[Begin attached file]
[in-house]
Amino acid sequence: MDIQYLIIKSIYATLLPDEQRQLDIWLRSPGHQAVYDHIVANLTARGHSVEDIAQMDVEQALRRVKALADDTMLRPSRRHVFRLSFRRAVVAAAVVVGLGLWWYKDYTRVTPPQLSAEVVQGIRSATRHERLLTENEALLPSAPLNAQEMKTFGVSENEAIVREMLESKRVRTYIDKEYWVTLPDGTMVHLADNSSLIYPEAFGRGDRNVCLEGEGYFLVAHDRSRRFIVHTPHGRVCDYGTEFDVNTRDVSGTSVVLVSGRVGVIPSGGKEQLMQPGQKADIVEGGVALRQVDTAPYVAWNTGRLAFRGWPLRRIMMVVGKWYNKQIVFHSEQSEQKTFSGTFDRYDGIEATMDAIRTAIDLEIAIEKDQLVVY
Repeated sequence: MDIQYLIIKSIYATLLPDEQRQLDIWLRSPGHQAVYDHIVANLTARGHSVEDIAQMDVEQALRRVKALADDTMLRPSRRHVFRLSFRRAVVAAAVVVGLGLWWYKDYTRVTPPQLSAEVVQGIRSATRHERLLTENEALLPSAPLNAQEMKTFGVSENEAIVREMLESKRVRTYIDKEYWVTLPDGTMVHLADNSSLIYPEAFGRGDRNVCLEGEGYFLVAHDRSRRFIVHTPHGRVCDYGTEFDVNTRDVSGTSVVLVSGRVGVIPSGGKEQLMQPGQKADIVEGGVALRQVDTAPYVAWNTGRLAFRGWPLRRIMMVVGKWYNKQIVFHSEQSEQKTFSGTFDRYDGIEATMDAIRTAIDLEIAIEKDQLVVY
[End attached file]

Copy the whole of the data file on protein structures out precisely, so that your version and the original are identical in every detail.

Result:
[in-house]
Amino acid sequence: MDIQYLIIKSIYATLLPDEQRQLDIWLRSPGHQAVYDHIVANLTARGHSVEDIAQMDVEQALRRVKALADDTMLRPSRRHVFRLSFRRAVVAAAVVVGLGLWWYKDYTRVTPPQLSAEVVQGIRSATRHERLLTENEALLPSAPLNAQEMKTFGVSENEAIVREMLESKRVRTYIDKEYWVTLPDGTMVHLADNSSLIYPEAFGRGDRNVCLEGEGYFLVAHDRSRRFIVHTPHGRVCDYGTEFDVNTRDVSGTSVVLVSGRVGVIPSGGKEQLMQPGQKADIVEGGVALRQVDTAPYVAWNTGRLAFRGWPLRRIMMVVGKWYNKQIVFHSEQSEQKTFSGTFDRYDGIEATMDAIRTAIDLEIAIEKDQLVVY
Repeated sequence: MDIQYLIIKSIYATLLPDEQRQLDIWLRSPGHQAVYDHIVANLTARGHSVEDIAQMDVEQALRRVKALADDTMLRPSRRHVFRLSFRRAVVAAAVVVGLGLWWYKDYTRVTPPQLSAEVVQGIRSATRHERLLTENEALLPSAPLNAQEMKTFGVSENEAIVREMLESKRVRTYIDKEYWVTLPDGTMVHLADNSSLIYPEAFGRGDRNVCLEGEGYFLVAHDRSRRFIVHTPHGRVCDYGTEFDVNTRDVSGTSVVLVSGRVGVIPSGGKEQLMQPGQKADIVEGGVALRQVDTAPYVAWNTGRLAFRGWPLRRIMMVVGKWYNKQIVFHSEQSEQKTFSGTFDRYDGIEATMDAIRTAIDLEIAIEKDQLVVY